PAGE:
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Purchasing Your First Rabbit

This article is intended as an informative “guide” for the person looking to purchase her first rabbit, whether it be for pet, show, meat, or fur purposes, in the hopes of avoiding the all too common mistakes one inevitably makes from a lack of knowledge of rabbits.

The “domestic rabbit” that people raise and/or keep for the above reasons are not native to the North American Continent; these rabbits mostly hail originally from European species. The domestic rabbit, unlike the American Jack Rabbit and Cottontail, is born naked, blind, and deaf and is also a “burrowing” animal. It was once believed that rabbits were “rodents,” but rabbits have since been classified as “lagomorphs.” Rabbits are not rodents!

In the United States, rabbits are not considered to be livestock or a “commodity,” resulting in very few, if any, government regulations and price controls for the rabbit meat market other than USDA meat inspections in certain cases. Each state has its own requirements regarding the processing of rabbit meat intended for resale for human consumption. Due to the popular “Easter Bunny Syndrome” (i.e., “too cute to eat”) that is wide-spread in the USA, the rabbit meat market is not as a large industry as it is in European countries. However, the rabbit meat industry is currently on the rise.

Rabbits are gaining popularity as “house pets,” and can be trained to use a litter box. They are often referred to as the “Pet of the 90s,” or the “Condominium Pet” because they are quiet, clean, and reasonably easy to care for, particularly in small apartments. Rabbits come in all sizes and colors, ranging from adult weights of 2 pounds up to 18 pounds or more. In the United States, there are currently 45 “recognized” specific breeds of rabbits, with more being developed all the time. Each breed, with only a few exceptions, come in a wide range of colors or “varieties.”

Rabbit shows have gained considerable popularity in America, sanctioned by the American Rabbit Breeders Association (ARBA). This organization is responsible for the licensing of Rabbit Registrars and Rabbit Judges and the evaluation and introduction of new breeds and varieties. ARBA also sponsors ongoing research and boasts a membership of over 35,000 members world-wide. ARBA-chartered local rabbit clubs can be found throughout the nation and Canada. The annual ARBA National Rabbit Convention and Show will often have as many as 21,000 or more rabbits entered in competition. Show rabbits (or “Fancy” rabbits as they are termed) are bred specifically for quality in accordance with the “Standard of Perfection” for that breed as determined by the ARBA, and prices for these rabbits can be quite high.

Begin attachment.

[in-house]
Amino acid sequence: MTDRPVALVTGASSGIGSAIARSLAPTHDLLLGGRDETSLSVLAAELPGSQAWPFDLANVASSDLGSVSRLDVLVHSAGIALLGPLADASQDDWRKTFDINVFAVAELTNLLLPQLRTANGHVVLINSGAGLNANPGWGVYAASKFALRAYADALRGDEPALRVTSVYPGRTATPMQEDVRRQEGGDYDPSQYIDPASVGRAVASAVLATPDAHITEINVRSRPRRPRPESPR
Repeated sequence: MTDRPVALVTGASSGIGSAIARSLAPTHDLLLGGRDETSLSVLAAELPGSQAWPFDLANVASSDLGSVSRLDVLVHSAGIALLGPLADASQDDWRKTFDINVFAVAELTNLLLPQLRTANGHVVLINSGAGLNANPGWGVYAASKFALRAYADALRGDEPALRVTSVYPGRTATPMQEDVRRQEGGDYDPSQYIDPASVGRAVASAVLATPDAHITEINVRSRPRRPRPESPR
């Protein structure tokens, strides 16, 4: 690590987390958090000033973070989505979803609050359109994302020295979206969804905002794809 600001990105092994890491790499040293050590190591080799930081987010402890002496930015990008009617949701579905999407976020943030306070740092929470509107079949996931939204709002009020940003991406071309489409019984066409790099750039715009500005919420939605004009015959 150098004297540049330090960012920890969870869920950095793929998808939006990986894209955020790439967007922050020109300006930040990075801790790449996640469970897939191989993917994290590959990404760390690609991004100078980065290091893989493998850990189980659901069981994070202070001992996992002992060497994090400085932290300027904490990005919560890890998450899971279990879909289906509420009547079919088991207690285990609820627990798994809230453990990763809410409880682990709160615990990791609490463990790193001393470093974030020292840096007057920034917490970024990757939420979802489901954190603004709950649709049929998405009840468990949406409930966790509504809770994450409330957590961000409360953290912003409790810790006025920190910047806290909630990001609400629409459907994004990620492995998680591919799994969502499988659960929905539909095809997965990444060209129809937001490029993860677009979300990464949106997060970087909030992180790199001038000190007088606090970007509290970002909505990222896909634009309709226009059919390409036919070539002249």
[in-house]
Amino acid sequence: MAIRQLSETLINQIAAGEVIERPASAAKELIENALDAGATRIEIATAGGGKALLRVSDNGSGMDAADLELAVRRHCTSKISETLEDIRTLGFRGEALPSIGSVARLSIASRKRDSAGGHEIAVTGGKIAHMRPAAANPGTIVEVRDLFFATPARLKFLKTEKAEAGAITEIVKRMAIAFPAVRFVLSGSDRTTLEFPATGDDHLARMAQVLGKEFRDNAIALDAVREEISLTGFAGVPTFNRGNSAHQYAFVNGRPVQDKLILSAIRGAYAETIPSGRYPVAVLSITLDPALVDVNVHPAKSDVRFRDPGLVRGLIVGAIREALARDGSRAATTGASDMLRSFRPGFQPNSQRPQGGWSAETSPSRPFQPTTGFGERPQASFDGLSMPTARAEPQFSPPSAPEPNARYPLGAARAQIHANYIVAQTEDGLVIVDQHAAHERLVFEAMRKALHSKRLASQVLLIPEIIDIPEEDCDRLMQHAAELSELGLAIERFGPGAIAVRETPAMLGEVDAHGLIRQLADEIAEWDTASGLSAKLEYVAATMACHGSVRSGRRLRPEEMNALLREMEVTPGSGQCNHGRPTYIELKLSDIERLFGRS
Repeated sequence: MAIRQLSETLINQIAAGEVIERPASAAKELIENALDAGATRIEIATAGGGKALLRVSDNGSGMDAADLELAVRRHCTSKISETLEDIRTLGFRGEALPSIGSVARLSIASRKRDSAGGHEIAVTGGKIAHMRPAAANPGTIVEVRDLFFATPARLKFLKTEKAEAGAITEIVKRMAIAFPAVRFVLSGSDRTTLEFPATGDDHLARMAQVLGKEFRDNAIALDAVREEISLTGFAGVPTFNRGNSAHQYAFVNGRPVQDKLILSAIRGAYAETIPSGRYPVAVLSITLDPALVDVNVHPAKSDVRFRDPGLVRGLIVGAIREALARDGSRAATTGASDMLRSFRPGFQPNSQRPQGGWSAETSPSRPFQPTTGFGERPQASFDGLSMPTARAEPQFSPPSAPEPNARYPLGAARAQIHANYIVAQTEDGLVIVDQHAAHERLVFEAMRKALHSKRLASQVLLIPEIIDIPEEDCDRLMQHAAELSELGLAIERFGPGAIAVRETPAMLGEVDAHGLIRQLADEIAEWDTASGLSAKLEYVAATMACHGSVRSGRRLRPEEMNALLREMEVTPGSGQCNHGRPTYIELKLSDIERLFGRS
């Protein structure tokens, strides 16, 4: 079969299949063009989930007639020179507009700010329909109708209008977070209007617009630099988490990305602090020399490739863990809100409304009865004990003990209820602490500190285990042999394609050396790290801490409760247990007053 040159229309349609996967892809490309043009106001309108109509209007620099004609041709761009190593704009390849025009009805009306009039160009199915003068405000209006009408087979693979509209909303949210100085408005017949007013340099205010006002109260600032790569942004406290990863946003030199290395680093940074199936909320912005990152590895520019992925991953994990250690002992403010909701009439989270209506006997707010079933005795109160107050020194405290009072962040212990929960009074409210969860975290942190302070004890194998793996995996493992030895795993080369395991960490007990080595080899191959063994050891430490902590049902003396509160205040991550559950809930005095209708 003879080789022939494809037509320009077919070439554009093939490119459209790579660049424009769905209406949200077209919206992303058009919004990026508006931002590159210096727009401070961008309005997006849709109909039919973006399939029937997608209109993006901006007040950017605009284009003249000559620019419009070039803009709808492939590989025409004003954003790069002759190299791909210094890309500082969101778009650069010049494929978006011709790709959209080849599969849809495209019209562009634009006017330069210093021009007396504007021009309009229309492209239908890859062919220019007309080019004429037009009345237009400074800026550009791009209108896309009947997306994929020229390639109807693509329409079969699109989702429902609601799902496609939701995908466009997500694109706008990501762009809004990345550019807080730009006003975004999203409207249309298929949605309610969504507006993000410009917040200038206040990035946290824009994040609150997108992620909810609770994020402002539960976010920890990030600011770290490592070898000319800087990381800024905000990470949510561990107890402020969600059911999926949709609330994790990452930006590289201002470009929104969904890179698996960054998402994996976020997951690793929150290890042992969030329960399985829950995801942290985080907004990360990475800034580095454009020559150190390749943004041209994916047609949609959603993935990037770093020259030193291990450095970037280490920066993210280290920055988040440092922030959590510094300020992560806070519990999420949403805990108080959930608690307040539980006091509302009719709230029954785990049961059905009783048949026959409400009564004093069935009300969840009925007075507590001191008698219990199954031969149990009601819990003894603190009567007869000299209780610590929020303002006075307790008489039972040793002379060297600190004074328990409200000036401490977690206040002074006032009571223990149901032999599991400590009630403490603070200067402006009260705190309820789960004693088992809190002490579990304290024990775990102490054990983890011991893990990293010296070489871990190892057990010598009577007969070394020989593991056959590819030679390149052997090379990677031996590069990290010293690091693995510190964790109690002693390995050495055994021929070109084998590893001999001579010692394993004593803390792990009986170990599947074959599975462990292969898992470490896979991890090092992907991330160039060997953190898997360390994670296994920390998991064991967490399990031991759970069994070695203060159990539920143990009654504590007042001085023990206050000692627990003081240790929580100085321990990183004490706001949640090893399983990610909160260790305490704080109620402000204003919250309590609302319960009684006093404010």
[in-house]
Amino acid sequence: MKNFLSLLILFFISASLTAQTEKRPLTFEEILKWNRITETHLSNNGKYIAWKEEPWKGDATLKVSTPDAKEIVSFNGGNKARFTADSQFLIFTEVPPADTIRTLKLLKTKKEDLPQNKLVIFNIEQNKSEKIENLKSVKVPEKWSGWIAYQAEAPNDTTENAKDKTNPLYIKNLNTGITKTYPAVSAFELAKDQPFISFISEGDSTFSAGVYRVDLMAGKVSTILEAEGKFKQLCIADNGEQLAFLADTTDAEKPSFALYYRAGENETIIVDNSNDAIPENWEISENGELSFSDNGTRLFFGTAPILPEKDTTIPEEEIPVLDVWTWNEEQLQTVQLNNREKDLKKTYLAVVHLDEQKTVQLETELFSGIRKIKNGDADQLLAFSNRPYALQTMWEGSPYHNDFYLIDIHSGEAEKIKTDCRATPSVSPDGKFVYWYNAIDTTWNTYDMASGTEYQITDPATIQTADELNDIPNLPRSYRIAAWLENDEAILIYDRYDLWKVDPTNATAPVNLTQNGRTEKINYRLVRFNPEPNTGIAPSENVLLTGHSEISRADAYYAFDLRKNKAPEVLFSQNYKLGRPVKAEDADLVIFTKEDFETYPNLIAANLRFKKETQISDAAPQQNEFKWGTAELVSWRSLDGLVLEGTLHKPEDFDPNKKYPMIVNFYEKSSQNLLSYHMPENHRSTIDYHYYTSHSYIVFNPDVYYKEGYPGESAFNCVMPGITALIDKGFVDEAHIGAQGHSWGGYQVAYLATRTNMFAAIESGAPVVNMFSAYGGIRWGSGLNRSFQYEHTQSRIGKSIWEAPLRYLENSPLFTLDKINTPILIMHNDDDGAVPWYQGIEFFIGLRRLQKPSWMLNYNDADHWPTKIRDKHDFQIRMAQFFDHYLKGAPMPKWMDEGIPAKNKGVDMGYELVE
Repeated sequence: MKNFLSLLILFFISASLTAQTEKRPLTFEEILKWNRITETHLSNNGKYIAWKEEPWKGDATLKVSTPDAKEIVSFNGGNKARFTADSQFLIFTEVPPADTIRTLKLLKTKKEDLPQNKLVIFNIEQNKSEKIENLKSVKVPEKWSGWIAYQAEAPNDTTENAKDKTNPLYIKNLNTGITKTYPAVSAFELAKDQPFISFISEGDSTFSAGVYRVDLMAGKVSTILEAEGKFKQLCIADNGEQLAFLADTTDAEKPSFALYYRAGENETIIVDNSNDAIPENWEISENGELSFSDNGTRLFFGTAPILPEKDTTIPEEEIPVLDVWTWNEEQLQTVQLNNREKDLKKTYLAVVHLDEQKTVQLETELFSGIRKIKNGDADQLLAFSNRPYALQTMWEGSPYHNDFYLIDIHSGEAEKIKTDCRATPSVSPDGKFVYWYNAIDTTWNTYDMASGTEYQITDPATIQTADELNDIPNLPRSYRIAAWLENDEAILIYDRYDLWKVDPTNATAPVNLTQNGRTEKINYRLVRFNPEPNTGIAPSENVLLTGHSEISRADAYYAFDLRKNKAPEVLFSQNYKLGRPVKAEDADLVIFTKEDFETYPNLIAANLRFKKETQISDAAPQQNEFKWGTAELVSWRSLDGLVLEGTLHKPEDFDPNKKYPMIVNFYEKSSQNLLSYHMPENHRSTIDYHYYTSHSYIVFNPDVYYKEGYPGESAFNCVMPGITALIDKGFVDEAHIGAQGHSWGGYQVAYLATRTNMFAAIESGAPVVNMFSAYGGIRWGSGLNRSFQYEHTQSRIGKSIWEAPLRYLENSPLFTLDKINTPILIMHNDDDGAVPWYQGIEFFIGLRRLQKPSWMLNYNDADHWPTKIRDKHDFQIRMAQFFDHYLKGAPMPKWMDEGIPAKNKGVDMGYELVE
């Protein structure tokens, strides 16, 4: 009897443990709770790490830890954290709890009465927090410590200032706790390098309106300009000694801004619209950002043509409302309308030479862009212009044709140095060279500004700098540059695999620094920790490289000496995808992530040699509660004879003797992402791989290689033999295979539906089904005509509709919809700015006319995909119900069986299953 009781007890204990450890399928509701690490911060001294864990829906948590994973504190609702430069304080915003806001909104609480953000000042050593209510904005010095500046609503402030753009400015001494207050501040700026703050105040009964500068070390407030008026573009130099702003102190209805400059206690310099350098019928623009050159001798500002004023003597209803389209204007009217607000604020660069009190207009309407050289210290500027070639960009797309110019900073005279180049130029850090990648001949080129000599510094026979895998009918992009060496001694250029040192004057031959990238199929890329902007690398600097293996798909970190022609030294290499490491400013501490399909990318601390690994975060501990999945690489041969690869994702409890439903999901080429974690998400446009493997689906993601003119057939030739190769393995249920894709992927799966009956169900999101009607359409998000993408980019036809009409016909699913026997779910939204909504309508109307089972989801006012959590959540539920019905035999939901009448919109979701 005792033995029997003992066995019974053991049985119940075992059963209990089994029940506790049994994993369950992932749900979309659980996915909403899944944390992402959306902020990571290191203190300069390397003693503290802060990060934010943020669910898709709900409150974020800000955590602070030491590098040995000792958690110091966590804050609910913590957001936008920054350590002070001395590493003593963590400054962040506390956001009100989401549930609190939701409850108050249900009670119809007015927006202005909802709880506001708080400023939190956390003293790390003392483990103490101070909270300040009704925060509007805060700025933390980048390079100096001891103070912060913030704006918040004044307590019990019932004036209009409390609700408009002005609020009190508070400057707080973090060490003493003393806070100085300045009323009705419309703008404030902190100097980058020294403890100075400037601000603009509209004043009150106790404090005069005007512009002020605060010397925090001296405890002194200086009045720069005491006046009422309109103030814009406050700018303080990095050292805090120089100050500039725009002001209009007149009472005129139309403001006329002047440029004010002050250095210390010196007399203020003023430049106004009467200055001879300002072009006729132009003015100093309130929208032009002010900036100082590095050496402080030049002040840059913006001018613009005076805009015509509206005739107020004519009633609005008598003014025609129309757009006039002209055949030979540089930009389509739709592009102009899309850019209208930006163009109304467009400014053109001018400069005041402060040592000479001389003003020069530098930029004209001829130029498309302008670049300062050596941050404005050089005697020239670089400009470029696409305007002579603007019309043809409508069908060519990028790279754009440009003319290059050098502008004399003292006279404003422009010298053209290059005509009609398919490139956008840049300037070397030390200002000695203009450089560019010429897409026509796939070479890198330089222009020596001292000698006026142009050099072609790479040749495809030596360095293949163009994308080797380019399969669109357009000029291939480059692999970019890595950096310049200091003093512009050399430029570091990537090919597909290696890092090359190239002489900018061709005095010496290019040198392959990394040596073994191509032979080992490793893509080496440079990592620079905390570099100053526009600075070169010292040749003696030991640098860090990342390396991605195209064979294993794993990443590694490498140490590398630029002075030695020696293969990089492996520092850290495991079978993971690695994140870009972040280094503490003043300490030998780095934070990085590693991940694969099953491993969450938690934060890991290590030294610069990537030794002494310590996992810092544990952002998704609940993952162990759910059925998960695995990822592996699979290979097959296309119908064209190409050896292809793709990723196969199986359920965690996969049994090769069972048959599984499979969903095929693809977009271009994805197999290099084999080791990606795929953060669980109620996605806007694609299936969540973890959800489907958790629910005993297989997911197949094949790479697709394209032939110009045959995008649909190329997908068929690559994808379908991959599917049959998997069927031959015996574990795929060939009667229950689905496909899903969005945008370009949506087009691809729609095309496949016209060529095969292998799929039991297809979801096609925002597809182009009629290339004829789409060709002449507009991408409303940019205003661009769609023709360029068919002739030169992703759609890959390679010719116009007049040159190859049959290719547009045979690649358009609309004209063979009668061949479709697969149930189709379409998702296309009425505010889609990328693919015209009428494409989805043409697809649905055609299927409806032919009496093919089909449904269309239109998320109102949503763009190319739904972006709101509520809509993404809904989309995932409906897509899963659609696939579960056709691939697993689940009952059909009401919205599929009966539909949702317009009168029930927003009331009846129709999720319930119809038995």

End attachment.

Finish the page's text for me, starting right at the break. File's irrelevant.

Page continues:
Not all breeds of rabbits are “meat-type” rabbits, although any rabbit can be used for food. There are 18 “commercial-type” breeds that are bred or judged for their meat qualities: French, Giant and Satin Angoras; Champagne d’Argent; Californian; Cinnamon; American Chinchilla; Creme d’Argent; French Lop; Harlequin; Hotot; New Zealand; Palomino; Rex; American Sable; Satin; Silver Fox, and Silver Marten. Of these, the New Zealand White and the Californians are the most commonly raised for the commercial meat market due to fast growth rates, good feed conversion, high dress-out weights, and meat-to-bone ratios. The majority of processors and live-fryer brokers prefer white-furred rabbits. Lower prices are generally paid for colored rabbits.

There is very little market for rabbit furs and pelts in the United States today, due to the influx of inexpensive imports. American breeders cannot compete with the low prices of the imported pelts, with the exception of the velvety Rex fur, a fairly new and upcoming industry.

Small breed “pet-quality” rabbits are often found in pet stores. A “pet-quality” rabbit does not conform to the “Standard of Perfection” for show purposes, and is quite often a “mixed breed.” These rabbits cannot be shown in a rabbit show. Purposely breeding mixed-bred rabbits (i.e., two different breeds bred together) is highly discouraged as they are often difficult to find homes for them, even as pets. Organizations, such as the House Rabbit Society, actively “rescue” such rabbits, as they often wind up in Humane Societies where they risk euthanization, or are “set free” to be at the mercy of predators. More and more “responsible” rabbit breeders are trying to do their share to help by instituting their own “Adopt-A-Bunny” programs to place these unwanted rabbits. A “responsible” and/or “reputable” rabbit breeder that sells a rabbit that is later unwanted will most often take the rabbit back.

Rabbits make ideal 4-H and FFA projects and is one of very few animals recommended or approved for the younger child. However, small breed rabbits do not make good pets for very young children due to the frailty of the smaller breeds. Rabbits also have sharp nails and may “nip” in an effort to communicate. A rabbit is not recommended as a pet for a toddler. The larger, or medium to giant breeds are actually easier for a young child, enabling him or her to “wrap their arms around” the rabbit without the danger of crushing delicate bones.

Proper information on rabbits is often difficult to find in stores, and many available books in pet stores carry either out-dated or incorrect information. Rabbits are unique from all other animals, and there is much the new owner will need to learn. For this reason, I encourage new rabbit owners to join rabbit organizations that provide guide books with a membership and to subscribe to the varied rabbit publications.

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